Of course you need to be root to run most of the following commands. If you don't know how to switch to the super user (root) in a Linux System you don't want to deal with this Howto. First learn some Basics. However. You can switch to the super user using the command:

wdp@yulivee ~ $ su -

Setup Environment

Important: The Image listed below: The image was created to be used as solaris zone, however its quite fine for chrooted environments, too. Please notice that this image is "unofficial" so you won't get official support for it.

I installed my Chroot within /usr/local/32bit you might want to change that, just replace the "export" line to do so and don't forget to replace the path in the config files i'm later showing. The following lines will create the directory for your chroot, download my image and unpack it within that directory, copy over some files from the host to the chroot (like users, passwords, etc) and finally mount some directories from the host within the chroot (like dev, proc, sys, tmp).

export OC="/usr/local/32bit"
mkdir -p $OC
cd $OC
wget http://www.jeanbruenn.info/downloads/lunarlinuxchroot.tar.bz2
tar -xjvf lunarlinuxchroot.tar.bz2
cp /etc/hosts $OC/etc/hosts
cp /etc/nsswitch.conf $OC/etc/nsswitch.conf
cp /etc/passwd $OC/etc/passwd
cp /etc/shadow $OC/etc/shadow
cp /etc/resolv.conf $OC/etc/resolv.conf
mount -o bind /dev $OC/dev
mount -o bind /dev/pts $OC/dev/pts
mount -o bind /proc $OC/proc
mount -o bind /sys $OC/sys
mount -o bind /tmp $OC/tmp

Don't copy your current kernel stuff over to the chroot except for your .config:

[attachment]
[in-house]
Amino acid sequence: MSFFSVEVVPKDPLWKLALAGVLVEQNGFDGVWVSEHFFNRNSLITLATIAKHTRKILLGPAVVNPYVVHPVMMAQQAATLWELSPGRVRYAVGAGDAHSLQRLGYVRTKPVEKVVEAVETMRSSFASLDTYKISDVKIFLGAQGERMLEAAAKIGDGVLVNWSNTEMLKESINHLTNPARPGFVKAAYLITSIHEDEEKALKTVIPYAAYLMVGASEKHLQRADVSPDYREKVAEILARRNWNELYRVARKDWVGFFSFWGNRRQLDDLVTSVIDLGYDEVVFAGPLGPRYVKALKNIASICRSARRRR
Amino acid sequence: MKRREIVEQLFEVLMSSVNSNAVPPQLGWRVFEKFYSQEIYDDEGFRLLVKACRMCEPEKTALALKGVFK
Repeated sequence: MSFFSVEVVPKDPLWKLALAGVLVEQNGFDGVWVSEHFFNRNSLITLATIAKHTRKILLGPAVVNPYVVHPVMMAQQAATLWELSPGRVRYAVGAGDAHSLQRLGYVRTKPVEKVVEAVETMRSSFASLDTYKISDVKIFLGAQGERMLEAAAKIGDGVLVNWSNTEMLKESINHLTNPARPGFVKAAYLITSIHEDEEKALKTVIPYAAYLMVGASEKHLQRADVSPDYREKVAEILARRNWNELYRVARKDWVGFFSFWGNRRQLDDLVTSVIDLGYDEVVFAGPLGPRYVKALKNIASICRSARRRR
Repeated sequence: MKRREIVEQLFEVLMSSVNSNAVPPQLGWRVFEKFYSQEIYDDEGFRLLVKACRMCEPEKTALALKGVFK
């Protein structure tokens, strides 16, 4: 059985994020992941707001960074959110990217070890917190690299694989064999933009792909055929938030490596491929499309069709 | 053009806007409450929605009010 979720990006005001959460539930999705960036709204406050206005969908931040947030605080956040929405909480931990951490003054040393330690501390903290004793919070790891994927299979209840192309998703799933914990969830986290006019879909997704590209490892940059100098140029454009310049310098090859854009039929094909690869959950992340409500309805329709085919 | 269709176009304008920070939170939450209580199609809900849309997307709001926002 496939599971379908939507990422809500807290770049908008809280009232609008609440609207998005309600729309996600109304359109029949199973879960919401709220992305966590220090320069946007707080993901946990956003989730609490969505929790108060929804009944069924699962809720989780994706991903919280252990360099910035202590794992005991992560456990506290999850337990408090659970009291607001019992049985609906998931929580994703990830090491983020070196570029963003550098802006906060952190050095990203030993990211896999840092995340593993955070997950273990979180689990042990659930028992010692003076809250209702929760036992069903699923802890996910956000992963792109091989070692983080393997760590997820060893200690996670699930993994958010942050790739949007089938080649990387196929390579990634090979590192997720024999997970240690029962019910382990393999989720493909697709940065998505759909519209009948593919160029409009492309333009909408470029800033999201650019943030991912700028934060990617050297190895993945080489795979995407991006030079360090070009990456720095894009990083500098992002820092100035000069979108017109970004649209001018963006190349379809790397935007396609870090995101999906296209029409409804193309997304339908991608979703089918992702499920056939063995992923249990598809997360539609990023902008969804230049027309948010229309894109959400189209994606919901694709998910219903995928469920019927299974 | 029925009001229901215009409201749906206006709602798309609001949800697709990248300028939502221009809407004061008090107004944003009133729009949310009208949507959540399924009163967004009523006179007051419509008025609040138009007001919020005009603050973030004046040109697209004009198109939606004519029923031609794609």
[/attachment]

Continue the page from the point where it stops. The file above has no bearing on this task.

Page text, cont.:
cp -rva /usr/src/linux/.config $OC/usr/src/


To enter this chrooted environment, simply type in linux32 chroot $OC

Test #1

Within the chroot:

wdp@yulivee ~ $ gcc -v
Using built-in specs.
Target: i686-pc-linux-gnu
Configured with: ../configure –host=i686-pc-linux-gnu –enable-languages=c++,fortran –prefix=/usr –infodir=/usr/share/info –mandir=/usr/share/man –enable-__cxa_atexit –enable-threads –disable-nls –enable-target-optspace –with-gnu-ld –with-system-zlib –enable-shared
Thread model: posix
gcc version 4.2.4

Within the host:

wdp@yulivee ~ $ gcc -v
Using built-in specs.
Target: x86_64-pc-linux-gnu
Configured with: ../configure –host=x86_64-pc-linux-gnu –enable-languages=c++,fortran –prefix=/usr –infodir=/usr/share/info –mandir=/usr/share/man –enable-__cxa_atexit –enable-threads –disable-nls –enable-target-optspace –with-gnu-ld –with-system-zlib –enable-shared –disable-multilib
Thread model: posix
gcc version 4.2.4

Test #2

Within the chroot:

wdp@yulivee ~ $ uname -m

Within the host:

wdp@yulivee ~ $ uname -m

as you can see - the chroot picks a not-64bit-gcc and uname -m returns not 64bit within the chroot - It's working ;-)

Setting up the shell prompt